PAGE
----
Imperial and MIT researchers have made smart living materials by engineering microbes to detect and react to their environment
Engineered living materials (ELMs) can be used to detect and filter contaminants in water, in packaging to detect and alert to damage using fluorescence, and act as ‘living photographs’ which display pictures projected onto them. These ELMs are made by a mutually beneficial (symbiotic) combination of yeast and bacteria similar to those found in ‘kombucha mother’ - a mixture used to brew the fermented tea drink kombucha. It is also known as symbiotic culture of bacteria and yeast (SCOBY).
ELMs have previously been created using non-food microbes like E. coli and filamentous fungi, but scalability has always been a challenge. Current ELM technologies also require trained personnel and stringent conditions to grow microbes. This new type of ELM solves these problems by taking inspiration from the natural symbiotic approach of the kombucha SCOBY and combining genetically engineered yeast cells with cellulose-producing bacteria, making a ‘Syn-SCOBY’. The researchers found that the Syn-SCOBY-produced cellulose acts as a scaffold which can hold the multi-functional enzymes produced by the yeast. This combination led to programmable and tough materials that were easy to produce at a larger scale from cheap sugar mixtures. The findings are published in Nature Materials.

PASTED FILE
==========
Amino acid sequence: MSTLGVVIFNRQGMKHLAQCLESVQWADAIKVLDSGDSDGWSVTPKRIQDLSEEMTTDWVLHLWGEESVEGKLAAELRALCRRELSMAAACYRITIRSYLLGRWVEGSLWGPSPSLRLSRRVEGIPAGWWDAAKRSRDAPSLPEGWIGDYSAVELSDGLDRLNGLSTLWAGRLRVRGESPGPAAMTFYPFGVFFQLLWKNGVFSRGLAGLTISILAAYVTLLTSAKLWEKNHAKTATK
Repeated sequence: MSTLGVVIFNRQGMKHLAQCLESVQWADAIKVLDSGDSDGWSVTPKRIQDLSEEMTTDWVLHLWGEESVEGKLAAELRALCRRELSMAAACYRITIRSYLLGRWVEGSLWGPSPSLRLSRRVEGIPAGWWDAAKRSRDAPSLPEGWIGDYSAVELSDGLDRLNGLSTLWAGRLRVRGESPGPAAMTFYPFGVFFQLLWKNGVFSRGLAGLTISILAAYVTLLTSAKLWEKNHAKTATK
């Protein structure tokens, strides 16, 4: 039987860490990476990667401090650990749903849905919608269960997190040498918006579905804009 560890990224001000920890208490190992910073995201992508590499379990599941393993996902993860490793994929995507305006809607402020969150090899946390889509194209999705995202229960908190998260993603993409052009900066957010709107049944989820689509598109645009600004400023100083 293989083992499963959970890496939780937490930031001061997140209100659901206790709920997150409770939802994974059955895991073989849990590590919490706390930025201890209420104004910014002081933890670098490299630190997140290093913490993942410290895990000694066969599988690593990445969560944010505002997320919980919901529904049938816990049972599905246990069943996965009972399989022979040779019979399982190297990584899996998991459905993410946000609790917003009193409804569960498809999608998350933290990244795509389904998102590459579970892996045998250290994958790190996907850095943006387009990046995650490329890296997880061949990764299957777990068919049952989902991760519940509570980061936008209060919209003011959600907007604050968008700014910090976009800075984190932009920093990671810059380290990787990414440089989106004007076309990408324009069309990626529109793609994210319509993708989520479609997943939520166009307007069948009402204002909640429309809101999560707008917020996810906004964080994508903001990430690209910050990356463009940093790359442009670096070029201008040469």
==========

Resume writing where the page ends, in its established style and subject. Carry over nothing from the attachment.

The researchers created a microbe population similar to a kombucha mother, which usually contains one or two strains of bacteria and at least two yeast strains that produce cellulose and acetic acid, which gives kombucha tea its distinctive flavour.
Because the researchers used a well-known yeast that is widely engineered in biotechnology, they were able to easily modify these cells with DNA-encoded programmes to make enzymes that glow in the dark, or release proteins on demand. The yeast could even be programmed to detect and break down pollutants in the environment. Meanwhile, the bacteria in the culture produce large quantities of tough cellulose to serve as a scaffold. The researchers designed their system so that they control whether the yeast themselves, or just the enzymes that they produce, are incorporated into the cellulose structure. It takes only a few days to grow the material, and if left long enough, it can expand to occupy a space as large as a bathtub. Because almost any version of yeast modified in the lab can be immediately used to produce kombucha-inspired materials, hundreds of different cell engineering options can be easily incorporated into their system in a ‘plug and play’ manner.
(Source: Imperial College London news release)